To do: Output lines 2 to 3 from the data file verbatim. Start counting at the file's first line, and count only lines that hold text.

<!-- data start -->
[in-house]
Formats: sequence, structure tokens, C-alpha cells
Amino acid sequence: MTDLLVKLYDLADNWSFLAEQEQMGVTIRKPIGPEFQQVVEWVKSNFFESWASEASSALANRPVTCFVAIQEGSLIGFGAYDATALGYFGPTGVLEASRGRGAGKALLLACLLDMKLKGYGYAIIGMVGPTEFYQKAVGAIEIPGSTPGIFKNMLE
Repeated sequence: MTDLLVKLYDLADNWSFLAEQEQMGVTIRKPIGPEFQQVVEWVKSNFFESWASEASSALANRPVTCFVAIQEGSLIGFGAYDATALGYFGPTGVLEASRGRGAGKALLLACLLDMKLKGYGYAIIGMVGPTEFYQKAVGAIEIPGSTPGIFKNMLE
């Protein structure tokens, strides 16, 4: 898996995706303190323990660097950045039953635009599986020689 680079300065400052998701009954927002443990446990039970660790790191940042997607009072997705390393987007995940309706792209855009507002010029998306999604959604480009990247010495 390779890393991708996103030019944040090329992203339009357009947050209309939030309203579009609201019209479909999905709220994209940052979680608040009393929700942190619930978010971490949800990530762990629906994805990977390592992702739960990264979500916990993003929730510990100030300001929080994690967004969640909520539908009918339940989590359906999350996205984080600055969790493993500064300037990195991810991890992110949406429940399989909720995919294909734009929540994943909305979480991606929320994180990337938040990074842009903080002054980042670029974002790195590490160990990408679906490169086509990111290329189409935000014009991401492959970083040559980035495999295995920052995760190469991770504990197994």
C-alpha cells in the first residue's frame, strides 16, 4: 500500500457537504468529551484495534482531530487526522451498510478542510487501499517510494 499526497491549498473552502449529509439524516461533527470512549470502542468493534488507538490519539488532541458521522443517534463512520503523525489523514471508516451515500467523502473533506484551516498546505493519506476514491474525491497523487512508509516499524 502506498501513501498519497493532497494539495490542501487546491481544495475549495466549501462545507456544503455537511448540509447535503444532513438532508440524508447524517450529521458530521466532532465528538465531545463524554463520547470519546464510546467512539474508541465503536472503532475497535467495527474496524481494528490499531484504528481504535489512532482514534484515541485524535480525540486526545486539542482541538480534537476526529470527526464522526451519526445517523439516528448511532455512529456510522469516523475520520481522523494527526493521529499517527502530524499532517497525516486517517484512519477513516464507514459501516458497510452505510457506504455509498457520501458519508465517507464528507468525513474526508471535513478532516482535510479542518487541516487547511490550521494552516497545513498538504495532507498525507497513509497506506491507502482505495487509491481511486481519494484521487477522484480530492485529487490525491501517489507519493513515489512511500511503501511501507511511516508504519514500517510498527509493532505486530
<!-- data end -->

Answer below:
Formats: sequence, structure tokens, C-alpha cells
Amino acid sequence: MTDLLVKLYDLADNWSFLAEQEQMGVTIRKPIGPEFQQVVEWVKSNFFESWASEASSALANRPVTCFVAIQEGSLIGFGAYDATALGYFGPTGVLEASRGRGAGKALLLACLLDMKLKGYGYAIIGMVGPTEFYQKAVGAIEIPGSTPGIFKNMLE